Women’s health is a vital category for pharmacy. “Women’s health is very important,” says LloydsPharmacy pharmacist Anshu Bhimbat. “In fact, it’s one of our main areas. Women tend to be our main customers and they buy for the whole family, but we often find that they neglect their own health.”
A large proportion of your customer base is likely to be women. “They will often visit throughout different stages of their life and the range of problems will be varied, from sexual health, contraception, pregnancy and period problems to thrush, cystitis and menopause symptoms,” says Cathy Crossthwaite, marketing co-ordinator at Numark.
“When dealing with women’s health, certain subjects are often considered embarrassing, so we need to ask our WWHAM questions (who is the patient, what are the symptoms, how long have symptoms been present, action taken, medication being taken), to put the patient at ease,” says Amul Mistry, pharmacist at Well. “Using this approach, with open questions and an appropriate level of discretion, means the patient is likely to be more open.”
We may be more open about sex and relationships and even the appearance of our bodies, but there is still a lot of embarrassment around discussing intimate health. Research by Bayer found that 54 per cent of women admit they can’t label all the parts of their anatomy and 41 per cent say they never check their vaginal area. Although 45 per cent say they are concerned about intimate health, 44 per cent would not be able to spot abnormal changes.
The research by Canesten found that many women lack knowledge about common conditions such as thrush, cystitis, bacterial vaginosis (BV) and vaginal dryness, even though 75 per cent experience them at some time. The reason may be because 76 per cent of women say they were never specifi cally taught about intimate health when growing up.
One in seven women believes that thrush is caused by poor hygiene, while four in fi ve are unaware that over-zealous washing, douching and using scented products can cause infections. One in three women doesn’t know what BV is and 71 per cent think vaginal dryness only causes sexual problems, not discomfort. This lack of education means that many women fail to recognise or seek help for intimate health problems quickly enough – 27 per cent said they had used deodorant or perfume to disguise the odour of BV rather than seeking help. Even when women are aware of a problem, two-thirds still feel embarrassed discussing it, while one in 10 feels more self-conscious dealing with vaginal infections than an STI.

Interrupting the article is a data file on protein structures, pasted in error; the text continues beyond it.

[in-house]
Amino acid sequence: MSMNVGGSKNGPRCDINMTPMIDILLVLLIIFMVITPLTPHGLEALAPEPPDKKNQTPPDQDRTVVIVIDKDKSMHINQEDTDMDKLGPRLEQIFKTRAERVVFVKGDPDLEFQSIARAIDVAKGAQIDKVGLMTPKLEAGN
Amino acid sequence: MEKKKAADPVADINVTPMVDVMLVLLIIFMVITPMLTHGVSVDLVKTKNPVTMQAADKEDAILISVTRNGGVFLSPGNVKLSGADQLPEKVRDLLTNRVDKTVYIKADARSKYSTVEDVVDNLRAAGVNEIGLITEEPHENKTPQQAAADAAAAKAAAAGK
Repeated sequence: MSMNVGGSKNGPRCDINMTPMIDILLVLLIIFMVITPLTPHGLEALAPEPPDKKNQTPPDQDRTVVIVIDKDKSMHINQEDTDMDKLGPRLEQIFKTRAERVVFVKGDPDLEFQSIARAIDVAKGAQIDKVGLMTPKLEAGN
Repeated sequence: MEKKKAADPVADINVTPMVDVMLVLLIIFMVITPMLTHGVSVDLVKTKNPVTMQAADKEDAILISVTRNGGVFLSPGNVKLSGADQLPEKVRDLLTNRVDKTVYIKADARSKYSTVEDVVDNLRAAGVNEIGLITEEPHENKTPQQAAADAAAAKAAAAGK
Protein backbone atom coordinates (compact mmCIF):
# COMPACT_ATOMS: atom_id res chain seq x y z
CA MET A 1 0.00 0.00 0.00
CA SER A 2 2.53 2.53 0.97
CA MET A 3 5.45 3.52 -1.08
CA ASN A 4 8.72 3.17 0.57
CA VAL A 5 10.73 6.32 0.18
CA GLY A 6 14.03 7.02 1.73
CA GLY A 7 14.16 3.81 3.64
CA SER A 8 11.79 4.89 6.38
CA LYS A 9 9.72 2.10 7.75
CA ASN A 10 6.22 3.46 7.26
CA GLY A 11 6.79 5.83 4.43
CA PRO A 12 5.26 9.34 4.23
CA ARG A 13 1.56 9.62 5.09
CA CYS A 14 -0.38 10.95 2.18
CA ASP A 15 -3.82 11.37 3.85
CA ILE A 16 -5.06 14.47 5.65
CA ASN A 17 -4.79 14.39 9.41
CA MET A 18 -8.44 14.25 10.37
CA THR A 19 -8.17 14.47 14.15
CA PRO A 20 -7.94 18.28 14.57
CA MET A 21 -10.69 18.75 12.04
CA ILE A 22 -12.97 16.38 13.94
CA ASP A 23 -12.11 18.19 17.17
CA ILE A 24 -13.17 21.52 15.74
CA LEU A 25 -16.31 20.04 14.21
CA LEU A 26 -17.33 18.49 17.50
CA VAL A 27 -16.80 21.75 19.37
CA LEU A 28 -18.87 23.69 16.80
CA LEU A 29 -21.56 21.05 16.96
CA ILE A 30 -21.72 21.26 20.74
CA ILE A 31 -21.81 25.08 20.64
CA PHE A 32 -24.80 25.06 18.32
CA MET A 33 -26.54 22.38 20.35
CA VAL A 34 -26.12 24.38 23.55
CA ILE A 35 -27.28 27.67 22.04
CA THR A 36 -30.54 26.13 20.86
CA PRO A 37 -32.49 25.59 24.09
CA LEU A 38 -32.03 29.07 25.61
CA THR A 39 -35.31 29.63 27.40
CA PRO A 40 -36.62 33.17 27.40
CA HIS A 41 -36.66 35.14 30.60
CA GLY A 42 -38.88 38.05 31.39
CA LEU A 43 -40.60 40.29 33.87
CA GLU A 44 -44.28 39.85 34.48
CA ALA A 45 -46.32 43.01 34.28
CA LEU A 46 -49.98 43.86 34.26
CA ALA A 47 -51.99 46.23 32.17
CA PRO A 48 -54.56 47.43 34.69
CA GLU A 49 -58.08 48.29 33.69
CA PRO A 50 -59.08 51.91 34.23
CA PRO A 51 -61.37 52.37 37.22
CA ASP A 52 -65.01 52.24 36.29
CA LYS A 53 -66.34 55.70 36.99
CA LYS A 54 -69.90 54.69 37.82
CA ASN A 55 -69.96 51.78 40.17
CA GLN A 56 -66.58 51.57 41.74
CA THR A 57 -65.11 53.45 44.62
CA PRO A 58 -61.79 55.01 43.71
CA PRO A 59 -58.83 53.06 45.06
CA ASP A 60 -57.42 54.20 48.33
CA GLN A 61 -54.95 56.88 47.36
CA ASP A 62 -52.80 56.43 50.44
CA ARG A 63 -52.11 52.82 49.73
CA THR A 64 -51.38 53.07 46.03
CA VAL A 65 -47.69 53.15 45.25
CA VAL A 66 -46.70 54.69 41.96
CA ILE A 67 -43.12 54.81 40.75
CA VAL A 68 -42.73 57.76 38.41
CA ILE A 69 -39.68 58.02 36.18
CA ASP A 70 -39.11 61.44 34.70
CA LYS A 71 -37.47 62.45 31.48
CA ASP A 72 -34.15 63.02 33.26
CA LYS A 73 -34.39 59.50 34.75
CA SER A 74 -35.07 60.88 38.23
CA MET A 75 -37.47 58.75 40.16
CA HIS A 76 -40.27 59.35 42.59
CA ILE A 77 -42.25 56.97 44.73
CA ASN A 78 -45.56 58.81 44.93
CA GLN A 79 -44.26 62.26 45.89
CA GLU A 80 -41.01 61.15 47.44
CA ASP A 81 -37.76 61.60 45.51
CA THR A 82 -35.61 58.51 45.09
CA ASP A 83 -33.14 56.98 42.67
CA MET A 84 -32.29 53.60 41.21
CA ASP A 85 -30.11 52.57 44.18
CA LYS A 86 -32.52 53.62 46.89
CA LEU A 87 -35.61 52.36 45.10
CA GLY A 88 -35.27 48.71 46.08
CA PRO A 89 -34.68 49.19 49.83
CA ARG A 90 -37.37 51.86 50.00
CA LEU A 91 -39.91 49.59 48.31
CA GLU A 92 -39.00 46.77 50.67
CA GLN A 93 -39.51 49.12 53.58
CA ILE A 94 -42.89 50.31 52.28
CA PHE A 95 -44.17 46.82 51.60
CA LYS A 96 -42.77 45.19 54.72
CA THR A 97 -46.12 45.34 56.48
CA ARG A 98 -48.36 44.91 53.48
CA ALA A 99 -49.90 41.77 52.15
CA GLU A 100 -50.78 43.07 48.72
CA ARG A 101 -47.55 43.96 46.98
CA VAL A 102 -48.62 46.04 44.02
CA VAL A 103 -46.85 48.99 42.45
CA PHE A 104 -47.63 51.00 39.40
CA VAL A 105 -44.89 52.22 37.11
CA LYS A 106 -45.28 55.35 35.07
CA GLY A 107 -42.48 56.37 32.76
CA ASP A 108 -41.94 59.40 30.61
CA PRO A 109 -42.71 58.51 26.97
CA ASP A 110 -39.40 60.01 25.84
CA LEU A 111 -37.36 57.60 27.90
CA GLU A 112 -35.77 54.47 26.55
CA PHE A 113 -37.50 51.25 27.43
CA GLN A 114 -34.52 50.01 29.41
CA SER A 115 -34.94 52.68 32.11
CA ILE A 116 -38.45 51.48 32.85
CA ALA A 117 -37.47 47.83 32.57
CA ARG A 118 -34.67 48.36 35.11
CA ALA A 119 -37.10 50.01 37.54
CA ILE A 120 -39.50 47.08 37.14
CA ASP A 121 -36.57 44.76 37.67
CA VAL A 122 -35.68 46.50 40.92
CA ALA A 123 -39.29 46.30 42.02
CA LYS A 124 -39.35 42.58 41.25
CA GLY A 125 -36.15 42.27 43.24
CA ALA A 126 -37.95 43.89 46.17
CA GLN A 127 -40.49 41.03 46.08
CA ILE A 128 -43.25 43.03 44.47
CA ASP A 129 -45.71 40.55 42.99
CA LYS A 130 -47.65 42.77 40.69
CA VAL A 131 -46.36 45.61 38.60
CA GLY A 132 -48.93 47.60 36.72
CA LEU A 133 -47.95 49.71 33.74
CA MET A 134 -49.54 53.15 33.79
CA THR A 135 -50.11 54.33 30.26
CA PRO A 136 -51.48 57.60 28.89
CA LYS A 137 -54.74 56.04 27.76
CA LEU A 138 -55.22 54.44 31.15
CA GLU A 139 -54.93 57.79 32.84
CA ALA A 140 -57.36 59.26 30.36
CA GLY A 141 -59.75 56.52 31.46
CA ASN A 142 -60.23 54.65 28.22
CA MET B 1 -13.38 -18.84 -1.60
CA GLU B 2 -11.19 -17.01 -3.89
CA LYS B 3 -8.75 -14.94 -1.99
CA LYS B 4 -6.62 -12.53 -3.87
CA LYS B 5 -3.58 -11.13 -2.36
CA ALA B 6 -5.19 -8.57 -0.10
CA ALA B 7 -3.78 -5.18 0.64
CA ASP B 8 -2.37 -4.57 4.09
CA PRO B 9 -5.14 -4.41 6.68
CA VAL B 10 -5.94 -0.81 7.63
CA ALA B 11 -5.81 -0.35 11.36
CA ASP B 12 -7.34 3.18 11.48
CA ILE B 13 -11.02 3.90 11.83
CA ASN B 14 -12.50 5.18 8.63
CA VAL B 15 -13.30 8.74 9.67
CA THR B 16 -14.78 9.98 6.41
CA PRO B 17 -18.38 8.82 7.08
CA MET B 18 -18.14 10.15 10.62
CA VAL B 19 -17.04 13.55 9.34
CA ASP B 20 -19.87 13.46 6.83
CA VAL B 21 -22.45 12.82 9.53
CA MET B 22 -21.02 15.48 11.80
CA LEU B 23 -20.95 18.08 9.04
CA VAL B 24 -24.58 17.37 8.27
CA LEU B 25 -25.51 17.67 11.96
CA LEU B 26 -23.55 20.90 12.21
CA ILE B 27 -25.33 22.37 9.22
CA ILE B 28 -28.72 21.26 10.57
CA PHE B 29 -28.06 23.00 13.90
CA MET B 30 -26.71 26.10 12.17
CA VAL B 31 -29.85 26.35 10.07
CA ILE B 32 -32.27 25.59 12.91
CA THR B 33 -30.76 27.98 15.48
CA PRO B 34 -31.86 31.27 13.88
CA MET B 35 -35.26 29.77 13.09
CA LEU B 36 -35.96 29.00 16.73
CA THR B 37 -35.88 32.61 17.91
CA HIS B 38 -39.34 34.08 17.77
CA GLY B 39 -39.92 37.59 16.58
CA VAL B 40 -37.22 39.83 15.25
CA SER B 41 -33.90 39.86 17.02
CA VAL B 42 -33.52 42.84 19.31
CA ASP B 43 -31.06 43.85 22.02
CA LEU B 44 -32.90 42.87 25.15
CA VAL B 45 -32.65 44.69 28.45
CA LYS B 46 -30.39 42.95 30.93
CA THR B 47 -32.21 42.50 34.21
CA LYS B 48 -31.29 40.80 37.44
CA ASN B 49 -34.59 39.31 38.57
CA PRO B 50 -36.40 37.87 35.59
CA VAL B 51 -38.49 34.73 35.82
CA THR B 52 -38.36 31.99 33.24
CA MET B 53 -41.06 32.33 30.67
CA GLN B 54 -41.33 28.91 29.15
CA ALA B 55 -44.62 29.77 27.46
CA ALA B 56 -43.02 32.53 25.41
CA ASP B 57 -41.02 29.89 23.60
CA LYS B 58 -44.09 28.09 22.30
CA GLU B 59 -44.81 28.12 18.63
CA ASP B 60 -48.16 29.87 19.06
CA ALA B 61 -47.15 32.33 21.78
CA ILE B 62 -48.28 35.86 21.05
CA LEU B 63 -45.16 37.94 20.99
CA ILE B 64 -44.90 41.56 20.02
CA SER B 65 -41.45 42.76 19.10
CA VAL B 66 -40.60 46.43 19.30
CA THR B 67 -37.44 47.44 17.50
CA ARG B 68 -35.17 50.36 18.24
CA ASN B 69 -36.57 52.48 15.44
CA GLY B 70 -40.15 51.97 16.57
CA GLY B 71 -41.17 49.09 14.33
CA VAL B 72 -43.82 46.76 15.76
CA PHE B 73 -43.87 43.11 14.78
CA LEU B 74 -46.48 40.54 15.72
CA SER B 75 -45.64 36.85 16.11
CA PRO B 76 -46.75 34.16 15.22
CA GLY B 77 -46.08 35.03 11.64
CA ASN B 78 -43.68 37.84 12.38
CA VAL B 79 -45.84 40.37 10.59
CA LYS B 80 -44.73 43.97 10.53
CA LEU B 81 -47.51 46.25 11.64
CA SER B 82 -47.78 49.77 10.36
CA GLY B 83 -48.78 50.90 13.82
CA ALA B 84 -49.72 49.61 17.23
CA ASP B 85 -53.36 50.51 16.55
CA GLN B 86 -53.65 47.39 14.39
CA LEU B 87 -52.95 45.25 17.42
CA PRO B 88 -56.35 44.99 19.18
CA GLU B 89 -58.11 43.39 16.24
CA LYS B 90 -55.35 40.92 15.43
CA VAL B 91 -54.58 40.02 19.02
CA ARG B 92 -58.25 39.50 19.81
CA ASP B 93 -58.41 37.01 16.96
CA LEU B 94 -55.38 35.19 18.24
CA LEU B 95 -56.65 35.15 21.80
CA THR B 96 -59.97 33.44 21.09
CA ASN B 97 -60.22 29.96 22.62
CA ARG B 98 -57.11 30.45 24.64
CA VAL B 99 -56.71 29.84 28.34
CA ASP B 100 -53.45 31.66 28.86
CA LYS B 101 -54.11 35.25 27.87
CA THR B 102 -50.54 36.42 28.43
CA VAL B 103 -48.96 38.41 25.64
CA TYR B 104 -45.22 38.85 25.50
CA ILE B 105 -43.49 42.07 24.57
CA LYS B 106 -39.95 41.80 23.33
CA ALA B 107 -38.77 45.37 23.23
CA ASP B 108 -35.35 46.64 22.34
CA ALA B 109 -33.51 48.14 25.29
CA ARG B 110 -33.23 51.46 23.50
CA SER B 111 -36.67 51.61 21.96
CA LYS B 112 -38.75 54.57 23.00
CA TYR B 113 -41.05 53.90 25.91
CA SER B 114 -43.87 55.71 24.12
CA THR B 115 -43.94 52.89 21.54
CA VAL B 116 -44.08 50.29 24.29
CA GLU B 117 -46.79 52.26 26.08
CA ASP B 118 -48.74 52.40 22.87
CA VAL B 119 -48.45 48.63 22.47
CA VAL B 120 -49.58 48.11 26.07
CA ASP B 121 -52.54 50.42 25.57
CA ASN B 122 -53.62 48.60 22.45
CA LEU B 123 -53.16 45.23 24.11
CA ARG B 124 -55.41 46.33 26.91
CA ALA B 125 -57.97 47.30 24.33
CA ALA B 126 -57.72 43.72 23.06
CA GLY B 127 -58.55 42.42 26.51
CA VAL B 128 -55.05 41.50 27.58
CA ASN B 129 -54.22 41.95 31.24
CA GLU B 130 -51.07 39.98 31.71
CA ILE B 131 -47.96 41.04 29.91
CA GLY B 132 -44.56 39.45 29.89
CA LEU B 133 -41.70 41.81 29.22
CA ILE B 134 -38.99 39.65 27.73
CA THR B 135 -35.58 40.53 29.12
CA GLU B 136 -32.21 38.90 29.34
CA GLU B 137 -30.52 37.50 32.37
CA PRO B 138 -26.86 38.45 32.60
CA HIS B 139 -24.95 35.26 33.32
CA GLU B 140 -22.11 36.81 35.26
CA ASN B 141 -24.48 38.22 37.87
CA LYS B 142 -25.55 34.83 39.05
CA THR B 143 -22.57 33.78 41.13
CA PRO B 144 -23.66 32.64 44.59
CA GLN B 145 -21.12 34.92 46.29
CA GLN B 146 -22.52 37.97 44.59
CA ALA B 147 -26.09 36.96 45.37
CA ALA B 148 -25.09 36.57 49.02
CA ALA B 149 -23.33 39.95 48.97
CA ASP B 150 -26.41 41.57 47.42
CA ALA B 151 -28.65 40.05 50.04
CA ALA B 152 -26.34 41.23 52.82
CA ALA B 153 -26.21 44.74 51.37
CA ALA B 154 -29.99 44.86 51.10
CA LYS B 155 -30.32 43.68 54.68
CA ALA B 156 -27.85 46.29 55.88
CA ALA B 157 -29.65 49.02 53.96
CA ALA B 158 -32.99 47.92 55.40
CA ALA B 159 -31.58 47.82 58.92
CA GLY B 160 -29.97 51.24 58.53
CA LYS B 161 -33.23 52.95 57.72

“Many women are still in the dark about their own intimate health, confused about the causes and too embarrassed to seek the right advice, resulting in misconceptions about common conditions,” suggests Tania Adib, a gynaecologist who worked with Canesten on the research. “I would urge women to be more comfortable and aware of their own bodies, so they know what’s normal to them.”
She stresses the important role that pharmacists can play in education and advice. “It is very important we continue to drive positive conversations around intimate health conditions, so women become better educated and more confident, so they get the right advice and treatment, when they need it,” she says. “For those who may be confused, I would advise speaking to their local pharmacist, who can provide expert advice and treatment solutions for a range of common intimate health conditions.”
“Thrush is the largest subcategory within women’s intimate health, and cystitis is also a core subcategory,” says Ms Crossthwaite. “Within our retail categories, we class feminine hygiene and bladder weakness as a separate category, but combining with women’s intimate health will help customers to easily find the products they need.”
While the copper IUD is the most effective method of emergency contraception, 95 per cent of women are issued the morning-after pill when they access EC. Pharmacy is the fi rst stop for EC for 77 per cent of women, says Emma Marsh, brand manager for ellaOne at HRA Pharma. “The pharmacy is often the fi rst port of call for women seeking EC, making this an important service delivered by pharmacy within the community,” she says. “It is imperative that pharmacists and their teams understand the important role they play in its effective and consistent provision,” she says.
Discussing emergency contraception can be an uncomfortable experience for women. “Pharmacy team members can ensure women feel supported and not judged, as familiar and friendly faces in the community,” says Ms Marsh.
A lack of key nutrients could be contributing to many women’s health issues, suggests clinical nutritionist Suzie Sawyer, co-author of the report ‘Is the UK heading for a health breakdown?’ produced on behalf of Alive! supplements. “Some 32 per cent of women aged 19 to 64 are deficient in vitamin D, which will potentially impact future health, particularly bones and immune system. Some 45 per cent are deficient in folate, which is important for those of childbearing age, while 48 per cent of girls and 27 per cent of women are low in iron,” she says. “Some 73 per cent of women don’t eat five portions of fruit and vegetables a day.”
When it comes to giving advice about nutrition and supplements to bridge any gaps, pharmacists are well placed. “The women’s health market is clearly one that will benefit from sound advice on supplementation from pharmacists,” says Ms Sawyer.
“It would be useful if pharmacists and staff were given some nutritional training from product specialists on the most common health conditions that women present with, for example nutrients that can ease menopause, PMS or UTI symptoms,” says clinical pharmacist Mike Wakeman, co-author of the report. “It would also be useful to know which widely used drugs cause nutritional deficiencies.”
A recent survey by the British Menopause Society found that half of women felt negatively about their experience of menopause, while three-quarters said it had caused them to change their life. Almost half had hot flushes and 37 per cent had night sweats and low energy levels. Despite this, a third of women who had experienced symptoms had not done anything to try and reduce them.